The magi, as you know, were wise men-wonderfully wise men-who brought gifts to the Babe in the manger. They invented the art of giving Christmas presents. Being wise, their gifts were no doubt wise ones, possibly bearing the privilege of exchange in case of duplication. And here I have lamely related to you the uneventful chronicle of two foolish children in a flat who most unwisely sacrificed for each other the greatest treasures of their house. But in a last word to the wise of these days let it be said that of all who give gifts these two were the wisest. O all who give and receive gifts, such as they are wisest. Everywhere they are wisest. They are the magi.
All political theories assume, of course, that most individuals are very ignorant. Those who plead for liberty differ from the rest in that they include among the ignorant themselves as well as the wisest. Compared with the totality of knowledge which is continually utilized in the evolution of a dynamic civilization, the difference between the knowledge that the wisest and that the most ignorant individual can deliberately employ is comparatively insignificant.
Have you ever rightly considered what the mere ability to read means? That it is the key which admits us to the whole world of thought and fancy and imagination? to the company of saint and sage, of the wisest and the wittiest at their wisest and wittiest moment? That it enables us to see with the keenest eyes, hear with the finest ears, and listen to the sweetest voices of all time? More than that, it annihilates time and space for us.
James Russell Lowell
When [men] see a pretty woman, and feel the delicious madness of love coming over them, they always stop to calculate her temper, her money, their own money, or suitableness for the married life.... Ha, ha, ha! Let us fool in this way no more. I have been in love forty-three times with all ranks and conditions of women, and would have married every time if they would have let me. How many wives had King Solomon, the wisest of men? And is not that story a warning to us that Love is master of the wisest? It is only fools who defy him.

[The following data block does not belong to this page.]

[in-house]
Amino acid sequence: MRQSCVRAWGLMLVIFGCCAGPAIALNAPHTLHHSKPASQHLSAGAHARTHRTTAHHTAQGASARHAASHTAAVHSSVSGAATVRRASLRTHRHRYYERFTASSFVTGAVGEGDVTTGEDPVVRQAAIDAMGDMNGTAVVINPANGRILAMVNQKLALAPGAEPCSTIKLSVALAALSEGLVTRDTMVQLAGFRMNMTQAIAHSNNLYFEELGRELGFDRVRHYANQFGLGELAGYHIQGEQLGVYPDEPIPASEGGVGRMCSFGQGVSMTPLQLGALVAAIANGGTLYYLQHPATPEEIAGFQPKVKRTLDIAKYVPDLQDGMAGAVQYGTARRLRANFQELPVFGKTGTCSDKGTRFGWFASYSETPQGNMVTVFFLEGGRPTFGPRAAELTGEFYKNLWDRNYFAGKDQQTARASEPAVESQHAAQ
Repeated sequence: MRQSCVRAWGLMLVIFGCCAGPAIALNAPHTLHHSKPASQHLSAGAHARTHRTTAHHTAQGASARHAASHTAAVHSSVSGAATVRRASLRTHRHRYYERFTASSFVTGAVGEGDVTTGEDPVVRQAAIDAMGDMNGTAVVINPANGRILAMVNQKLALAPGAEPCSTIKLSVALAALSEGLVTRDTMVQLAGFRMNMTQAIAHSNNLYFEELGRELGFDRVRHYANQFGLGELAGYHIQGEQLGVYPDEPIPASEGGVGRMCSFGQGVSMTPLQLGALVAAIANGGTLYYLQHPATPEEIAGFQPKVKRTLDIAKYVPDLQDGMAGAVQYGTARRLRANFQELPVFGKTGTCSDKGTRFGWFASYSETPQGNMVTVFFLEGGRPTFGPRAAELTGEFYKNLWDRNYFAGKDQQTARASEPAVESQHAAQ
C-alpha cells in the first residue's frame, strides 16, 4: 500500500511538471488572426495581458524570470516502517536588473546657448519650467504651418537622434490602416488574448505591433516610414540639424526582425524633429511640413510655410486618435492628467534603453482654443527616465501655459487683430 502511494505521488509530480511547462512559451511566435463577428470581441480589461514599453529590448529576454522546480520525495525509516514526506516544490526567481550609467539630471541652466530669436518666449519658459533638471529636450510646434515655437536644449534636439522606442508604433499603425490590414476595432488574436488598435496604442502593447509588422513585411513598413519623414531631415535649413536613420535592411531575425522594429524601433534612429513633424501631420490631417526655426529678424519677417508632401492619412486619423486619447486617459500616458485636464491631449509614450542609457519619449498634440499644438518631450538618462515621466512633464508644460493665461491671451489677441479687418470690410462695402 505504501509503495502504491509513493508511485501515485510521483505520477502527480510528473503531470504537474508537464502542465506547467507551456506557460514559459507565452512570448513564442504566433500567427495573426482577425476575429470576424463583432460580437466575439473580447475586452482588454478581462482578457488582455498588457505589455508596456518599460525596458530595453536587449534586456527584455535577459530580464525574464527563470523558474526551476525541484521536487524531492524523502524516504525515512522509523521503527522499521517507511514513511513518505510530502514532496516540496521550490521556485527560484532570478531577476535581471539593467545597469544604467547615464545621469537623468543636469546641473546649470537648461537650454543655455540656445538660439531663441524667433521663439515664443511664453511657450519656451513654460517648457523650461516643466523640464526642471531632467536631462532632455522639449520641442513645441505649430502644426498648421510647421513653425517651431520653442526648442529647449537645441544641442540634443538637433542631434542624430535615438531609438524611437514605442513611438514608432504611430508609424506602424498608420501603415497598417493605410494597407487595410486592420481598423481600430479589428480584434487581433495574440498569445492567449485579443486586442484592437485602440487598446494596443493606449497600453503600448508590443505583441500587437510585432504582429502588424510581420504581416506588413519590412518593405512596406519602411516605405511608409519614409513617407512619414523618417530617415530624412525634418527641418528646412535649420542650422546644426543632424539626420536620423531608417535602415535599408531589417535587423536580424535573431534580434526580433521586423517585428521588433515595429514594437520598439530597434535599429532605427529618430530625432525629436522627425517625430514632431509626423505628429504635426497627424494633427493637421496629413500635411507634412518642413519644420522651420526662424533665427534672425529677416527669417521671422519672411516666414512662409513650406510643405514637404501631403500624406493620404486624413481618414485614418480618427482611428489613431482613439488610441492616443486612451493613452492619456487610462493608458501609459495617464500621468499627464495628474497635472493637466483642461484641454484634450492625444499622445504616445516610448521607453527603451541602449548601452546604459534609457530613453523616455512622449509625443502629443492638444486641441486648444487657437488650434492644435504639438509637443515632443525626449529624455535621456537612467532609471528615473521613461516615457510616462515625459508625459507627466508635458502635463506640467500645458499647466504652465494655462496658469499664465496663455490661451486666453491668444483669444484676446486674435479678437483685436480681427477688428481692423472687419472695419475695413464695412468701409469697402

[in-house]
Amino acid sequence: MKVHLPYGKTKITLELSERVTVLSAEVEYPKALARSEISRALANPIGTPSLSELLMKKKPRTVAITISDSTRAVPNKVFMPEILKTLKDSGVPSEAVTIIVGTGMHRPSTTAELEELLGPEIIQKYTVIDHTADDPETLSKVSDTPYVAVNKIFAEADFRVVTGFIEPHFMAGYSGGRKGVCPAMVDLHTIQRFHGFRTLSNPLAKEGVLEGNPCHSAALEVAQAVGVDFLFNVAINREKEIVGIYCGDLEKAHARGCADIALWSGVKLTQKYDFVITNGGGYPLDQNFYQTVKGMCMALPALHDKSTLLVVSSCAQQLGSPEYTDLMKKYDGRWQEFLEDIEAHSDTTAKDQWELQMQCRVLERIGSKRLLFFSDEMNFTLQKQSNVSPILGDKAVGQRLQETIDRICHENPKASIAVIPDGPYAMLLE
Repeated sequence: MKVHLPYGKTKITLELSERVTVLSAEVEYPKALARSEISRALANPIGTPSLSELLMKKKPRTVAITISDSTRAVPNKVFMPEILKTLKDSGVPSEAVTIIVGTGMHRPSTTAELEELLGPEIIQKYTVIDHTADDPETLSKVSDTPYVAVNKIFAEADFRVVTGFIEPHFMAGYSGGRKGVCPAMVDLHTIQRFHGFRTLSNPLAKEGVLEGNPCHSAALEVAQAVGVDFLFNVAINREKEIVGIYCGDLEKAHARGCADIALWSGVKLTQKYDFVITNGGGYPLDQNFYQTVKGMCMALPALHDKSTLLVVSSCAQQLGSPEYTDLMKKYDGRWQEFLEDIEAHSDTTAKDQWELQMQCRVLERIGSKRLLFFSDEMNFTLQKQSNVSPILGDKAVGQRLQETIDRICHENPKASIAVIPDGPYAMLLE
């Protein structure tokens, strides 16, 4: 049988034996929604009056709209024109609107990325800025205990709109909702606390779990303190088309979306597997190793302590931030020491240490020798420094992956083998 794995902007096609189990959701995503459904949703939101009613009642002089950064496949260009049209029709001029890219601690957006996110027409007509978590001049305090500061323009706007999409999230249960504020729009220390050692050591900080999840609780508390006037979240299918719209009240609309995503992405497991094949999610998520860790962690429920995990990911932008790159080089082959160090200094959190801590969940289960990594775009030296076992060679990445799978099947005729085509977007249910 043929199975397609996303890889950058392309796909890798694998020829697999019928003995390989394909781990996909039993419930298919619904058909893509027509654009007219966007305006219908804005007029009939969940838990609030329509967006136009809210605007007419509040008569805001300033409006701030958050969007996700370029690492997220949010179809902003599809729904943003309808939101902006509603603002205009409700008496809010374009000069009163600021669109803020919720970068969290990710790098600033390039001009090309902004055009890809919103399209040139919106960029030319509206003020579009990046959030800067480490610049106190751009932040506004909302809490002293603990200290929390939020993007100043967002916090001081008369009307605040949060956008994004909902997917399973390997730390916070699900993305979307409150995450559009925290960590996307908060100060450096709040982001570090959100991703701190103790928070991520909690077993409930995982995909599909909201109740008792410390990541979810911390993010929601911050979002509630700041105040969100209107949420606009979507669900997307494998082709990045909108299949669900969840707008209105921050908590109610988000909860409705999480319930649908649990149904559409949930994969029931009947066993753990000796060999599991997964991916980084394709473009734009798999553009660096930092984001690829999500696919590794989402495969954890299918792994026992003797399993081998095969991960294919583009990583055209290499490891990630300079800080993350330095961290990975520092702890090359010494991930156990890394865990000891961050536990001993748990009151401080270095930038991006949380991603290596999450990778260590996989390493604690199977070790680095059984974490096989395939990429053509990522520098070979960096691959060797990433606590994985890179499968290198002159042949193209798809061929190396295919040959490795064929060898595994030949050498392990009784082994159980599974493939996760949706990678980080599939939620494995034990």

William Makepeace Thackeray
The wisdom of God exceeds that of the wisest man, more than his wisdom exceeds that of a child. If a child were to conjecture how an army is to be formed in the day of battle--how a city is to be fortified, or a state governed--what chance has he to guess right? As little chance has the wisest man when he pretends to conjecture how the planets move in their courses, how the sea ebbs and flows, and how our minds act upon our bodies.
Consider this, my son: this earth-life is a little time, of which a third is spent asleep. What went before it, and what cometh after, are a long time-verily a time too long for measurement. Shall we be of the herd who say that dreams are a delusion because waking we can not interpret them in terms of common speech? Or shall we, rather than pretend to have more knowledge than the gods, admit that possibly some dreams may link us with that universe from which we came into a temporary world, and into which we must inevitably yield ourselves again? Some dreams are memories, it may be, of experience gained in the infinity of time before the world was. And the wisest-aye, the very wisest of us-is he altogether sure that all earth-life is not a dream.-From The Book Of The Sayings Of Tsiang Samdup